By Dan Moffett
MANALAPAN — Tom Gerrard became Manalapan’s mayor in 2008 and quickly earned a reputation as a progressive leader who was popular with town staff and residents.
People at Town Hall couldn’t wait to see him show up in the morning — yes, partly because of his good nature, but also because of how he might arrive.
“You’d never know what kind of classic car he’d drive up in,” said Linda Stumpf, the Manalapan town manager. “Every time it was something different. It was great fun.”
Mr. Gerrard was fond of his 12.5-bathroom home on South Ocean Boulevard, but what he really wanted to talk about was the garage he built beside it that housed dozens of his prized vintage automobiles. He considered them works of art and scoffed at modern vehicles as “computer-produced and bean-counter engineered” abominations.
The classic American rides of the ’50s and ’60s, convertibles and pickups, were his consuming passion. “If it were treatable, it would be a disease,” he confessed to The Coastal Star in 2011.
Mr. Gerrard died on July 23 in Big Sky, Montana, after a short illness. He was 74.
William Thomas Gerrard served as Manalapan’s mayor for two years before moving to Montana to be closer to family. He also kept a home in Fort Lauderdale. During his time on the commission, he guided projects that have left a lasting mark on the town.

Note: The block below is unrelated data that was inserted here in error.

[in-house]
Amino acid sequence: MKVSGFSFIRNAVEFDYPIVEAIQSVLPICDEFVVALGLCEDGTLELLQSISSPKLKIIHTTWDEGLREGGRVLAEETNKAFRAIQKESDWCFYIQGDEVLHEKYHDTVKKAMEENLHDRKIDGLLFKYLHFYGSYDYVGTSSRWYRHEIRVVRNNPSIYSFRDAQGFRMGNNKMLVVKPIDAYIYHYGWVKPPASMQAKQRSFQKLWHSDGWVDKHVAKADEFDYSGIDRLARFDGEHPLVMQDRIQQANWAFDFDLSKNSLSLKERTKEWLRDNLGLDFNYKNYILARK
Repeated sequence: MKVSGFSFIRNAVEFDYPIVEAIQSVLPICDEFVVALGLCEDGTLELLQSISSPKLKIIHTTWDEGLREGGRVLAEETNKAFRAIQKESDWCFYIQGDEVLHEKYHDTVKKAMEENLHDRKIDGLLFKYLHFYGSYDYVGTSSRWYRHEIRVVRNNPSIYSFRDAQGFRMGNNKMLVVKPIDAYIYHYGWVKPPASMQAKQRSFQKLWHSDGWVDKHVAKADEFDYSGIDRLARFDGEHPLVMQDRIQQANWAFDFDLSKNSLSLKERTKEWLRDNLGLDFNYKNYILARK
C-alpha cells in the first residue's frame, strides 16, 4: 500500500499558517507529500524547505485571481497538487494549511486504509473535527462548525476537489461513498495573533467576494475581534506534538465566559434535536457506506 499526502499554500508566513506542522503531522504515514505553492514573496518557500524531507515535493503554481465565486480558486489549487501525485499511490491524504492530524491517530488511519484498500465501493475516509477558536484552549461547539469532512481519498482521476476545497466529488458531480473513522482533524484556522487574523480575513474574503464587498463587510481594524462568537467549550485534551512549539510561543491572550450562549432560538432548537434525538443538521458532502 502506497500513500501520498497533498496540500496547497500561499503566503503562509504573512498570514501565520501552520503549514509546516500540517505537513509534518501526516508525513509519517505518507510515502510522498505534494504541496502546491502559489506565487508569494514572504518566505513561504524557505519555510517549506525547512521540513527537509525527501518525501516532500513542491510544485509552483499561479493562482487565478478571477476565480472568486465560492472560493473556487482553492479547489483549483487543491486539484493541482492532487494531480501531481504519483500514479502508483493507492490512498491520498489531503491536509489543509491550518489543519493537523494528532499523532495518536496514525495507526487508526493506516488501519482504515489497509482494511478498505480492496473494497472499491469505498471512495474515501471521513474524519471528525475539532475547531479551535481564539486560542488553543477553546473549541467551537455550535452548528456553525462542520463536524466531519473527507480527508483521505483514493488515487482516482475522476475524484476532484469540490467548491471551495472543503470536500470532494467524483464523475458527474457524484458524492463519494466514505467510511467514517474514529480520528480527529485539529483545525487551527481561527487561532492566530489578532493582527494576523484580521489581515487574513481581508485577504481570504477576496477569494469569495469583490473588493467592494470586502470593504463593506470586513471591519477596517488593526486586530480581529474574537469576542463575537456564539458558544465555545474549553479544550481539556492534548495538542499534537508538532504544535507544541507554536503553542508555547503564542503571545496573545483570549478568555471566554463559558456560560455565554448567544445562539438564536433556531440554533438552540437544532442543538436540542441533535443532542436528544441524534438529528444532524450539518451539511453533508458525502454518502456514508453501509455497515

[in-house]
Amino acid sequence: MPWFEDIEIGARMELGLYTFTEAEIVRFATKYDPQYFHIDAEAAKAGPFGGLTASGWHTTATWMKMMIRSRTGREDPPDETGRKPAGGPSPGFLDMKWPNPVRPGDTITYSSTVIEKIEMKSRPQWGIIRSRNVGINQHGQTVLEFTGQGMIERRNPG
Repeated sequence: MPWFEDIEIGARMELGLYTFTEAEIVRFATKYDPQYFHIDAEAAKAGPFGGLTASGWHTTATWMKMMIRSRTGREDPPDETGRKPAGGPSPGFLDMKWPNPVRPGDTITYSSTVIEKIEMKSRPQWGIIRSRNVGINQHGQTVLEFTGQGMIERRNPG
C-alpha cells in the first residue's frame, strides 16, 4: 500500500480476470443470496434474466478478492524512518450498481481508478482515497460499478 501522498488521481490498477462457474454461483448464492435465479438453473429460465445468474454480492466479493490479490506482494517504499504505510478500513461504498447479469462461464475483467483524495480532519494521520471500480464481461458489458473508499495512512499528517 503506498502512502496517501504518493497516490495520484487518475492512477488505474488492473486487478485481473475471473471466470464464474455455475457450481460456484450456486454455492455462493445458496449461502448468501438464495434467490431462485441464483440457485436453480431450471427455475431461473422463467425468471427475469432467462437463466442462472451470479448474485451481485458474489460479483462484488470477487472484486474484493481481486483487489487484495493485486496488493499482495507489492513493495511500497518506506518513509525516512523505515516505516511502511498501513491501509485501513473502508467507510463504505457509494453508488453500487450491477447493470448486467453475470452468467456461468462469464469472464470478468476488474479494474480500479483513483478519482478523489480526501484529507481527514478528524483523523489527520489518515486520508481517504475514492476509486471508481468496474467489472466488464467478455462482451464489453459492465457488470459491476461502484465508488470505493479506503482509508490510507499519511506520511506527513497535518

“He had a great impact on the community,” said Keith Waters, the current mayor. “Many of the things we’re working on now he brought to the table. He was a good man.”
Mr. Gerrard pushed for improvements to the town’s water delivery system and stormwater drains. He oversaw the renovation of the water plant, and helped negotiate a sand transfer plant agreement with Ocean Ridge.
It was his passion for vintage autos, however, that gained him a national reputation among collectors and aficionados.
“Tom loaned the museum cars on multiple occasions,” said Jeffrey Bliemeister, executive director of the Antique Automobile Club of America in Hershey, Pennsylvania. “I’m sorry to hear of Tom’s passing.”
Mr. Gerrard donated his collection of thousands of owner’s manuals, brochures, engineering diagrams, fabric samples and catalogues to the AACA’s Library and Research Center in Hershey.
“Tom was an exceptionally generous man with an incredible eye for detail and a dedication to preserving automotive history,” says Chris Ritter, the library’s head librarian.
Ritter said Mr. Gerrard’s love of classic autos was infectious: “It was always a joy to see Tom in person and see how much fun he had with his cars.”
Mr. Gerrard was born in Queens, New York, but grew up in Indiana, where he worked as a gas station attendant and his love of cars began. He moved to South Florida in 1957 and graduated from Broward Junior College and Florida Atlantic University. He established his business career as president of CMH Corp., a supplier of high-rise cranes and elevators.
He transitioned from cranes into telecommunications, owning Air Space Radio services and Advanced Radio Communications Services, companies that grew to rank among the industry’s largest. In 2003 he became chairman of Interlaken Inc., which specialized in Everglades restoration work for the South Florida Water Management District.
Mr. Gerrard is survived by his children, Lisa Marie Gerrard and Mark Thomas Gerrard; a sister, Darcy Jean Gerrard; and grandchildren Miles Barrett and Brenden Patrick Radick, and Grace Kendal and Jack Thomas Gerrard. His family asks that memorial charitable donations be made to Eagle Mount of Bozeman, the Yellowstone Park Foundation, Big Sky Community Organization or the AACA Library.